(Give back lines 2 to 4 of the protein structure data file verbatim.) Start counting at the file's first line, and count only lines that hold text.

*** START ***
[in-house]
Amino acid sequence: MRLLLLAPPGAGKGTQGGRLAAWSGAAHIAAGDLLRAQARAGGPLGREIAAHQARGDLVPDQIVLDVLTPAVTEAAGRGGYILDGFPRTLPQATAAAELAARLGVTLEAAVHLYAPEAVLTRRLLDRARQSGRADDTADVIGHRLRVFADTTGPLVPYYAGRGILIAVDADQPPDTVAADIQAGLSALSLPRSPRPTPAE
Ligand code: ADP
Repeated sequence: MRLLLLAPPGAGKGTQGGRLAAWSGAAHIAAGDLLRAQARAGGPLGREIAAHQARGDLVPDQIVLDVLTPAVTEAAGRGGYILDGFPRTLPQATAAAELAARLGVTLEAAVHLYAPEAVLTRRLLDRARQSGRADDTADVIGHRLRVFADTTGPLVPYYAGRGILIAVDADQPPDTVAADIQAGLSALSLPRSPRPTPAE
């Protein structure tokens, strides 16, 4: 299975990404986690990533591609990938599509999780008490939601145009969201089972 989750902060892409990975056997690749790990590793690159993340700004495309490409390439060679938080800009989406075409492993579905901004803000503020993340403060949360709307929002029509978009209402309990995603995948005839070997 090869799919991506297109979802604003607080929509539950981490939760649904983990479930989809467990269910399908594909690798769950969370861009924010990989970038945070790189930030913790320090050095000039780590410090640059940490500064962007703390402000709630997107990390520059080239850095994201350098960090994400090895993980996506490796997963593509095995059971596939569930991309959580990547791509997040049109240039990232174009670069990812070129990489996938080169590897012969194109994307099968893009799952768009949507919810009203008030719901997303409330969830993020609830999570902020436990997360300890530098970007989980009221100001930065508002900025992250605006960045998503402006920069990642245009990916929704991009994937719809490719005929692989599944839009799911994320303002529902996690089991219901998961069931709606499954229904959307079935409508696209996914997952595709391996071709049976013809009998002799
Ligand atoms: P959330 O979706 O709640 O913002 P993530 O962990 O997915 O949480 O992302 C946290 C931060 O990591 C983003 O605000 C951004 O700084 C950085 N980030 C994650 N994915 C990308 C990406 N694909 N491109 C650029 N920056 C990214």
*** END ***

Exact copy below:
Amino acid sequence: MRLLLLAPPGAGKGTQGGRLAAWSGAAHIAAGDLLRAQARAGGPLGREIAAHQARGDLVPDQIVLDVLTPAVTEAAGRGGYILDGFPRTLPQATAAAELAARLGVTLEAAVHLYAPEAVLTRRLLDRARQSGRADDTADVIGHRLRVFADTTGPLVPYYAGRGILIAVDADQPPDTVAADIQAGLSALSLPRSPRPTPAE
Ligand code: ADP
Repeated sequence: MRLLLLAPPGAGKGTQGGRLAAWSGAAHIAAGDLLRAQARAGGPLGREIAAHQARGDLVPDQIVLDVLTPAVTEAAGRGGYILDGFPRTLPQATAAAELAARLGVTLEAAVHLYAPEAVLTRRLLDRARQSGRADDTADVIGHRLRVFADTTGPLVPYYAGRGILIAVDADQPPDTVAADIQAGLSALSLPRSPRPTPAE